By Chelsea Welter, Destinations International
We are all here together, facing a situation that none of us ever planned or even thought about; a global pandemic that is preventing us from doing one of the most basic human things, go to work and interact face-to-face. Nearly all of us have had to move our operations to a completely remote platform. Even if you do have remote staff or a telework/work from home policy in place, this can be completely new and uncharted territory.
Destinations International, like so many of our members and partners, are also figuring out this new normal. We are still learning how we remain efficient and effective for business operations and our members' needs when we are working from our homes, distant from one another. The lack of face-to-face interactions with the team is most likely something none of us will take for granted moving forward.
Although in this situation it was not easy to transition into a remote setting-and rather, an abrupt about-face to our daily work processes, we are hopeful that the content we’ve provided on our COVID-19 resource page will help all of you and your teams continue to thrive in a remote setting, while we all continue to social distance and shelter in place.
Above all the most important piece of advice we can provide is to err in the side of over-communication with your teams. Use the resources you have at your disposal (chat, Skype, Zoom, FaceTime, etc.) to reach out throughout the day with your team. Schedule calls and meetings so that you have the ability to still work as a team albeit not sitting together in the same office. Working in a remote environment can feel isolating at times and offering the ability to connect via technology allows your team to still be a team and to do the work necessary for organization-wide success.
Another important piece of advice is to manage expectations for yourself and your teams. Stay focused on the goals, and maybe less so on the activity, or the level of productivity. If the work is being completed in a timely manner and being done well, don’t try to manage the path to that completed project. Trust your teams to stay connected, do their jobs and continue to fulfill the organization's mission to their clients, members and residents.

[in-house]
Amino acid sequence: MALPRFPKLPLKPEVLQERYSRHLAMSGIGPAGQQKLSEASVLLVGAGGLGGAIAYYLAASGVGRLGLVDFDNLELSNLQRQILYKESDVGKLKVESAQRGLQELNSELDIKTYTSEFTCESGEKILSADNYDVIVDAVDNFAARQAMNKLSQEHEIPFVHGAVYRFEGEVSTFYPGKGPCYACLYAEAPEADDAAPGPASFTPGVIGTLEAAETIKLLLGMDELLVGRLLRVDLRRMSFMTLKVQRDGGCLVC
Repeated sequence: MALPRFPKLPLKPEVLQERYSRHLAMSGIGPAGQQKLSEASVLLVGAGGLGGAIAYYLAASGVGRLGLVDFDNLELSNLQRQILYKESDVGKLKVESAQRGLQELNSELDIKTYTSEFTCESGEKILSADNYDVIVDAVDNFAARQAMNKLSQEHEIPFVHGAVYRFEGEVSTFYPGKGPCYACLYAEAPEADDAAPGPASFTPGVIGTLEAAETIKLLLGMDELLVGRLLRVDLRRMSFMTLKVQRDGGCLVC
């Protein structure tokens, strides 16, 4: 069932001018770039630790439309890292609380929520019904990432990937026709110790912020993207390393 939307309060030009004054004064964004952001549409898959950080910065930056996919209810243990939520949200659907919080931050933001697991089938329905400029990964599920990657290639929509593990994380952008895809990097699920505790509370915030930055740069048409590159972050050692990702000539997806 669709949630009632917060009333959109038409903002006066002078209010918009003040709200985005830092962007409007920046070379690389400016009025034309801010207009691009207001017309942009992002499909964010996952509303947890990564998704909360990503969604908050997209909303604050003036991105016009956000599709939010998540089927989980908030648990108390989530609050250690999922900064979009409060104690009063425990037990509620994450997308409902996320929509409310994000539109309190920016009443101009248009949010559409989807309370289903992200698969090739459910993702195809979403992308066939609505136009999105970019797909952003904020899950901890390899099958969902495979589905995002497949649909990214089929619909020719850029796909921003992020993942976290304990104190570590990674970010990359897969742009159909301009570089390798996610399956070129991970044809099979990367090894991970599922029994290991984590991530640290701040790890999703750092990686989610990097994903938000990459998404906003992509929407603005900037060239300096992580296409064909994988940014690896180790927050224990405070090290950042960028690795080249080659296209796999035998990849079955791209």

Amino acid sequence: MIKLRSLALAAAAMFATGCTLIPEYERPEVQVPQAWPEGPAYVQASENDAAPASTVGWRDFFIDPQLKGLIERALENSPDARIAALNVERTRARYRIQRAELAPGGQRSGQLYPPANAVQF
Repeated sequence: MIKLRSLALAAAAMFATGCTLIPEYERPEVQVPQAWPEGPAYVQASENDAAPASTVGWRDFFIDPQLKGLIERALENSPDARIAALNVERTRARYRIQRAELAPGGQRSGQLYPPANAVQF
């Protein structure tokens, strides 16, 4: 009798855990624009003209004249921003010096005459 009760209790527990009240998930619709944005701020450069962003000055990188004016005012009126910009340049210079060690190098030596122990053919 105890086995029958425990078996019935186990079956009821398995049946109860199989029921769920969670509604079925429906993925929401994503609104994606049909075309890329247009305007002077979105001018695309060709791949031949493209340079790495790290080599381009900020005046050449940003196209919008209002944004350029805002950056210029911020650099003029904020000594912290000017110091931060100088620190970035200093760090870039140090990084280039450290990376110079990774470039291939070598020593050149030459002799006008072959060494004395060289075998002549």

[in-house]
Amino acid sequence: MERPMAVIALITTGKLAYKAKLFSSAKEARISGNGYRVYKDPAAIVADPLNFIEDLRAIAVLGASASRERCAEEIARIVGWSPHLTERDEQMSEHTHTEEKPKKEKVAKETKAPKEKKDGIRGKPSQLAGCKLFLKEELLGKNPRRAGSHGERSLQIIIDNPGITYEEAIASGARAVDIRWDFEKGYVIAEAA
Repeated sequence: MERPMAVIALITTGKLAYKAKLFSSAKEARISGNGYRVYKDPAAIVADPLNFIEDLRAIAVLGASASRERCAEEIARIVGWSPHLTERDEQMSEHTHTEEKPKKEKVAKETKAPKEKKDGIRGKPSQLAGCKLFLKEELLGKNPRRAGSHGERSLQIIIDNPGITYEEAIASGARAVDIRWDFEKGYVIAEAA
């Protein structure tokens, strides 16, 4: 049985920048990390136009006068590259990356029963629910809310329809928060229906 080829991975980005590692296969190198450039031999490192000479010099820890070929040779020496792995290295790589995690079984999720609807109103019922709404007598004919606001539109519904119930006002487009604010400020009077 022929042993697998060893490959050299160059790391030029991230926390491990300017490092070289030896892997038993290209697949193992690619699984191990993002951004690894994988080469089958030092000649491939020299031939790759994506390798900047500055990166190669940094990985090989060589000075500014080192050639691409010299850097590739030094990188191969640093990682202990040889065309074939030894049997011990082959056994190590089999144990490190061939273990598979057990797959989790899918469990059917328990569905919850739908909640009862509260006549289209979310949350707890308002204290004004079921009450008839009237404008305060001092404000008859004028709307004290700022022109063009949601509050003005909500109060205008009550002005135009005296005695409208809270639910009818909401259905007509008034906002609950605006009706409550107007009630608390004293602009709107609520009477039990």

At the end of the day, we are all doing our best and learning in process what works and what doesn’t work. We urge all of you to share your success with remote operations with your peers and us so we can continue to learn from each other as we continue on this path.
We polled our team for additional tips and advice for members new to working remotely. Here’s what Destinations International staff had to say:
Advice for those new to teleworking:
- Invest in a separate mic and headphones to use, instead of using your laptops integrated one.
- Get outside three times a day; before you start work, mid-day and once you wrap up.
- Ensure you have access to all resources.
- Create a basic schedule that adds structure and includes forcing yourself to take a break and walk away from the desk periodically.
- Set a routine to ensure that you actually get started each day.
- Have dedicated space to work in. If you don’t have a home office, design a make-shift one.
- Isolate yourself from others in your home to focus on your work.
- Stay connected with your colleagues. We, fortunately, have many different methods of technology that allows for this - Skype, FaceTime, Zoom Conferencing, etc.
- Be sure to reach out to colleagues to understand what they are working on, let them know what you are working on, and look for opportunities to collaborate so it doesn't feel like you're working in a vacuum.
Lessons we learned along the way:
- Do not start your day with work. Start by doing something for yourself; read, go outside, have a phone call with a friend.
- It's going to take some time to find your stride working at home. Don’t worry if you feel unproductive, everyone did at first.
- Find a place that limits distractions.
- Find other ways to communicate outside email. Phone, chat or Skype are all better options and do not clog up your email box.
- Manage your schedule the same way you would when working in an office.
- I learned that silence and solidary are good things -- I'm more focused and productive.
- How much I appreciate the small day-to-day interactions and social connections with my colleagues
Staying connected with colleagues:
- Opt for video chats in lieu of email or instant messaging.
- We are a social bunch - we text, skype, video conference call, regular phone calls, and email.
- I appreciate morning check-ins with my team and regular virtual happy hours
- Every morning I have a 30-minute call with my number two followed by a 30-minute call with my whole staff. It is a good way to touch base and keep things focused. I also have two full-length staff meetings to go over more meaty topics. Finally, I check in with my boss on a daily basis.
The biggest advantage of teleworking:
- No commute!
- Spend more time with pets
- Reduction of commuting hours, extension of business hours to connect with members at different time zones.
- More efficient time management, connecting with staff and members on a different level than the usual workflow and getting creative on ways to make virtually connecting fun and more personable.
- The biggest advantage is that we are still able to fulfill our mission to our members and provide them the essential services they need to continue to manage their own teams and destinations. Thus, staying relevant and open for business. And wearing comfy pants. ;)
What advice do you have for destination organizations now forced to operate in a remote setting? Tell us in our Member Forum.
About the Author
Senior Director of Board Governance
Destinations International Foundation
Chelsea is a graduate of Michigan State University (BA) and Florida State University (MA) with a major in History and American Dance Studies respectively.